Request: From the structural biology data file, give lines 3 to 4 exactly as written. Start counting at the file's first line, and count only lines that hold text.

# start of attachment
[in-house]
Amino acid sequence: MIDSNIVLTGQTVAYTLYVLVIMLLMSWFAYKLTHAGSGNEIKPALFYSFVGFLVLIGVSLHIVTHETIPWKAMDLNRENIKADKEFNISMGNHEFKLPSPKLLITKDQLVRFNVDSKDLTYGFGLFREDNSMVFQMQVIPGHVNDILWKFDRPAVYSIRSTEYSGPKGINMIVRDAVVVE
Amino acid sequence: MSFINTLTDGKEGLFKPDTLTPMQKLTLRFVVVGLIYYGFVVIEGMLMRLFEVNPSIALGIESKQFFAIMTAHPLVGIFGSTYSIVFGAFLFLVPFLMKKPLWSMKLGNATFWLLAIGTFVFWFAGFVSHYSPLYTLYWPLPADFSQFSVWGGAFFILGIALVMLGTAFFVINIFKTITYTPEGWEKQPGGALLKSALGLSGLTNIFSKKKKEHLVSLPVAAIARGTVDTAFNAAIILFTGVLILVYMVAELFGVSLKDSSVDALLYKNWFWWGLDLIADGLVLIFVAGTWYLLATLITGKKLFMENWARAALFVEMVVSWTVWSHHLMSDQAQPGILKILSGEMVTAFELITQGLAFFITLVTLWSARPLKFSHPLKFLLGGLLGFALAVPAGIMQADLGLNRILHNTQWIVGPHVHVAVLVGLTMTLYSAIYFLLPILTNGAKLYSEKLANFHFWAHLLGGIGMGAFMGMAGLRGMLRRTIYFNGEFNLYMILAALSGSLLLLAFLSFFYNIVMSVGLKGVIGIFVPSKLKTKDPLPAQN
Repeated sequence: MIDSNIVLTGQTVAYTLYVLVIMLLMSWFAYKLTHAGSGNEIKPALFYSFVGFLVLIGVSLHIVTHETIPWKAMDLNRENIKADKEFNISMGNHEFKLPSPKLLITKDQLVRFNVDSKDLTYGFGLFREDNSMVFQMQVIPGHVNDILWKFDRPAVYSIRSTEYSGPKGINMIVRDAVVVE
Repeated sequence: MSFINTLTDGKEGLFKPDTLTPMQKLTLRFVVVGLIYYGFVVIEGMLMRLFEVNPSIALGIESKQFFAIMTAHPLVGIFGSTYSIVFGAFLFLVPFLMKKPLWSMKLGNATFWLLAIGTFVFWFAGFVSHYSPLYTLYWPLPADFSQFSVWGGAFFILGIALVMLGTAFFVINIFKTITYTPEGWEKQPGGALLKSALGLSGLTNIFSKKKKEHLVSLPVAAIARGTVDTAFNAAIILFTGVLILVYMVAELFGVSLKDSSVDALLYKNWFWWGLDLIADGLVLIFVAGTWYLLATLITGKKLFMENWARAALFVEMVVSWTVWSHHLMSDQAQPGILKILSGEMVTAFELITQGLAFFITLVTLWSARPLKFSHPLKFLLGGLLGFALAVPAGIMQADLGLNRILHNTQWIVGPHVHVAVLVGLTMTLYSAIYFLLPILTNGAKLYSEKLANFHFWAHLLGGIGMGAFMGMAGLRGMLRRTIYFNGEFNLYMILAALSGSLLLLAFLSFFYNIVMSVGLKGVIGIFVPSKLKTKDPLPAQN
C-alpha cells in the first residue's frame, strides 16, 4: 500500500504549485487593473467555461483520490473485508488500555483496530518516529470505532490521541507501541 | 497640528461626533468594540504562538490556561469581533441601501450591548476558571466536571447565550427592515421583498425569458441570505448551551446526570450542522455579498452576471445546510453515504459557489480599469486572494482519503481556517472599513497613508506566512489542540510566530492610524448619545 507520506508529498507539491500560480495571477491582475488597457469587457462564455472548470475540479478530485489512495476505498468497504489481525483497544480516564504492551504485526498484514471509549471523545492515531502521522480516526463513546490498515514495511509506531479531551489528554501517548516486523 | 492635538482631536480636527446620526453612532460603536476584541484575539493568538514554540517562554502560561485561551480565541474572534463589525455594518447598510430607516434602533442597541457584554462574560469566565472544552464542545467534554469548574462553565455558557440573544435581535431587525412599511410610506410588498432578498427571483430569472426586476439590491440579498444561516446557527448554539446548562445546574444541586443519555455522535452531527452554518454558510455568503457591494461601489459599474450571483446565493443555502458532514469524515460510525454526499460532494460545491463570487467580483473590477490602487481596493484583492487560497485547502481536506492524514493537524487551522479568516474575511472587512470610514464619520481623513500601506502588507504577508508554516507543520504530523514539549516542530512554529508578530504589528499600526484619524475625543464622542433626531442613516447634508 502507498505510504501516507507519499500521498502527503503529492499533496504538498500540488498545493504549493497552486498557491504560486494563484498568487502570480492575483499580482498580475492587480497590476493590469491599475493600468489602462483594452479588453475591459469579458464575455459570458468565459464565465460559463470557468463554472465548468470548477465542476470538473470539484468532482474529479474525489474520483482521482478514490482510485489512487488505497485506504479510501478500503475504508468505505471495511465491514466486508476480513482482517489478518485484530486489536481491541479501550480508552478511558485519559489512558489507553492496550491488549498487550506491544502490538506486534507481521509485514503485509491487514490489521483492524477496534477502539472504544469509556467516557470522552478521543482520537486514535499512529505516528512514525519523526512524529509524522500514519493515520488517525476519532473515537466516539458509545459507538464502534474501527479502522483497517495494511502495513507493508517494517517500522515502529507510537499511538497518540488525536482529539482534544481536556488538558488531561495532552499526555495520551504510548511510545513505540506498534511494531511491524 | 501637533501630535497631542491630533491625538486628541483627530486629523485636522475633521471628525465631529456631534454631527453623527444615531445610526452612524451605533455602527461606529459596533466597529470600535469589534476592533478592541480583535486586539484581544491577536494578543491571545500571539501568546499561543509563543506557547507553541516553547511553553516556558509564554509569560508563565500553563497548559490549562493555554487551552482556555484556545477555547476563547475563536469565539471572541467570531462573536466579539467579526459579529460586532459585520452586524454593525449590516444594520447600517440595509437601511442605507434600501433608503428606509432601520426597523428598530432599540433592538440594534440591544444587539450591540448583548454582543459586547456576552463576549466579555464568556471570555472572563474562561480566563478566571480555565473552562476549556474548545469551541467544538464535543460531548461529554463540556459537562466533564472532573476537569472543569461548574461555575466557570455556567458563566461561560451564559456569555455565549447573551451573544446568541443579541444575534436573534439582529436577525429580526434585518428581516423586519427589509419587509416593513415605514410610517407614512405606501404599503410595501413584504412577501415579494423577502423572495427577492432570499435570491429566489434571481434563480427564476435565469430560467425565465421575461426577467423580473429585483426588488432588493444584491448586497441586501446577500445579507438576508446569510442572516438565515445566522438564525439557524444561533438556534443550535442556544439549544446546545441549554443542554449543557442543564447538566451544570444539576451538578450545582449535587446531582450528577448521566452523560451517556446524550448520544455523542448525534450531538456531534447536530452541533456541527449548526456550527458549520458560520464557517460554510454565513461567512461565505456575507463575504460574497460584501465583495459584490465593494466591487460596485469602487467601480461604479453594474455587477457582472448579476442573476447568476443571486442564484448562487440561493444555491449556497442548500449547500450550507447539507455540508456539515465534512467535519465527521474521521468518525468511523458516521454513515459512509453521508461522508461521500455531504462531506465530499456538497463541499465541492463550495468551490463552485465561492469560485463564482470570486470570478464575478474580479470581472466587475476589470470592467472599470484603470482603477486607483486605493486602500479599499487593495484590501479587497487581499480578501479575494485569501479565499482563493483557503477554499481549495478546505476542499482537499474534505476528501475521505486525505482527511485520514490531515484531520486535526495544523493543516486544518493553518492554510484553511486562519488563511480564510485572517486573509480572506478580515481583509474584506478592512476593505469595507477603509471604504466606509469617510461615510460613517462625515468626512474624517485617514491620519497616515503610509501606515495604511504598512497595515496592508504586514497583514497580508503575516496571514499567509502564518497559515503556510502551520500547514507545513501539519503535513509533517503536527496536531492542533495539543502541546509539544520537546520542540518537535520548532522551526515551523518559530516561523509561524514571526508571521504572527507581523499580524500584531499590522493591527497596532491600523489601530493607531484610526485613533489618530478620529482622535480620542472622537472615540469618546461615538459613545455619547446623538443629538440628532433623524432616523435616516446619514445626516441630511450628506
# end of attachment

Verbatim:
Amino acid sequence: MSFINTLTDGKEGLFKPDTLTPMQKLTLRFVVVGLIYYGFVVIEGMLMRLFEVNPSIALGIESKQFFAIMTAHPLVGIFGSTYSIVFGAFLFLVPFLMKKPLWSMKLGNATFWLLAIGTFVFWFAGFVSHYSPLYTLYWPLPADFSQFSVWGGAFFILGIALVMLGTAFFVINIFKTITYTPEGWEKQPGGALLKSALGLSGLTNIFSKKKKEHLVSLPVAAIARGTVDTAFNAAIILFTGVLILVYMVAELFGVSLKDSSVDALLYKNWFWWGLDLIADGLVLIFVAGTWYLLATLITGKKLFMENWARAALFVEMVVSWTVWSHHLMSDQAQPGILKILSGEMVTAFELITQGLAFFITLVTLWSARPLKFSHPLKFLLGGLLGFALAVPAGIMQADLGLNRILHNTQWIVGPHVHVAVLVGLTMTLYSAIYFLLPILTNGAKLYSEKLANFHFWAHLLGGIGMGAFMGMAGLRGMLRRTIYFNGEFNLYMILAALSGSLLLLAFLSFFYNIVMSVGLKGVIGIFVPSKLKTKDPLPAQN
Repeated sequence: MIDSNIVLTGQTVAYTLYVLVIMLLMSWFAYKLTHAGSGNEIKPALFYSFVGFLVLIGVSLHIVTHETIPWKAMDLNRENIKADKEFNISMGNHEFKLPSPKLLITKDQLVRFNVDSKDLTYGFGLFREDNSMVFQMQVIPGHVNDILWKFDRPAVYSIRSTEYSGPKGINMIVRDAVVVE